Ann Schlosser listed among 50 most prolific marketing scholars
Ann Schlosser, an associate professor of marketing at the University of Washington Foster School of Business, has been identified as one of the 50 most prolific scholars in marketing over the past quarter-century. The ranking appears in the January 2009 Journal of Marketing, in a paper entitled, “What Does It Take to Get Promoted in Marketing Academia? Understanding Publication Productivity in the Leading Marketing Journals.” The ranking takes into account marketing faculty publications in the field’s leading journals—Journal of Marketing, Journal of Marketing Research, Journal of Consumer Research and Marketing Science—during the years 1982-2006.
Schlosser, an expert in online marketing, was previously named the second-most prolific scholar of Internet-related marketing research in the Journal of Advertising. That 2006 listing considered faculty contributions in this area of study from 1994-2003.
During her mid-1990s PhD studies in social psychology at the University of Illinois, Schlosser became fascinated by the hyper-developing Internet and its potential to rewrite the conventional wisdoms and practices of marketing. She launched into a pioneering research agenda while doing post-doctorate work in interactive marketing at the National Center for Supercomputing Applications in Champaign, IL.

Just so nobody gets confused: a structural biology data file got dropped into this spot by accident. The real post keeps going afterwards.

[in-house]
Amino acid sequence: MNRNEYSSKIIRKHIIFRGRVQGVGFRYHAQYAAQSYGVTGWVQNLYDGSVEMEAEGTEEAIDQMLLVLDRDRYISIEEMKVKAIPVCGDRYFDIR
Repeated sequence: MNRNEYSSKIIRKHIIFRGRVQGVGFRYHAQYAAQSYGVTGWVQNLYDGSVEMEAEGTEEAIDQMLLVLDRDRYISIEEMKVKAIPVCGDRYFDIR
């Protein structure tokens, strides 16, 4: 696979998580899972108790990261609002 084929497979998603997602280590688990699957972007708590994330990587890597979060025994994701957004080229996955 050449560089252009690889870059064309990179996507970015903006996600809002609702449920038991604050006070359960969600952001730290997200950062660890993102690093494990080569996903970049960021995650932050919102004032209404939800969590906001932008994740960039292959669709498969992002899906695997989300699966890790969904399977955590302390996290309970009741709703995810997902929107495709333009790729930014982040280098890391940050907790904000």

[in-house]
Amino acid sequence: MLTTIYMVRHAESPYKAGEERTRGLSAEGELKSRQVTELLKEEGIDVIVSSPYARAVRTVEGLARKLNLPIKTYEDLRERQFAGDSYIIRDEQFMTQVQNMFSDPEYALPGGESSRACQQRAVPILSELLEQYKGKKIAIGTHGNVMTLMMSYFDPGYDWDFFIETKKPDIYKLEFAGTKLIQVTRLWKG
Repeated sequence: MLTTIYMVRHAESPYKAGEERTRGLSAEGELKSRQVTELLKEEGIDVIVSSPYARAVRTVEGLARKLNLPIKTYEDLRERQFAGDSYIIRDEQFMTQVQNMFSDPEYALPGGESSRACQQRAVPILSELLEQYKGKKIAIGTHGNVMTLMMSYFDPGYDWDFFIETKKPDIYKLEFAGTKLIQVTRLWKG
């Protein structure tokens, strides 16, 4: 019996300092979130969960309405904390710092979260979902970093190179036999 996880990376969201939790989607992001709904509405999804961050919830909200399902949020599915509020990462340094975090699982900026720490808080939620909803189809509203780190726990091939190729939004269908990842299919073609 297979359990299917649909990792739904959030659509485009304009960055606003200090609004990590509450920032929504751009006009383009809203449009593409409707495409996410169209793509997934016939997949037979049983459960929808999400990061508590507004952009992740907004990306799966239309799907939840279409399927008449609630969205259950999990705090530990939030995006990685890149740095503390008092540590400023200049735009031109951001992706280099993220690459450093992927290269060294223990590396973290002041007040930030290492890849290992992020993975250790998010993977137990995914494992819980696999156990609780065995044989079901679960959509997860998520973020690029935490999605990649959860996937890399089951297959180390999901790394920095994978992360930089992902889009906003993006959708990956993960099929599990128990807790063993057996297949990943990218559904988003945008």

“Many faculty at the time were warning against putting all of my eggs in this basket, saying that the Internet was going to be the CB radio of the ‘90s,” Schlosser says. “But to me it seemed there were so many possibilities for new ways of marketing on the Internet, and such a great way to reduce costs.”
She went on to publish dozens of papers in top academic journals over the next decade, examining revolutionary marketing methods that have become standard operating procedure in the New Economy. One series, published in the Journal of Consumer Research, found that virtual product experiences—an interactive, online “test run” of a new digital camera, for instance—can create false memories of the real product’s capabilities. Other topics have included consumer attitudes toward Internet advertising and regulation, converting Web site visitors into buyers and the digital divide.
Schlosser’s latest research finds that allowing customers a sense of choice over the product information they receive via the Internet can result in a more positive view of the company, and make them more likely to buy the product.
Schlosser is a Marguerite Reimers Faculty Fellow who has been on the Foster School faculty since 2000.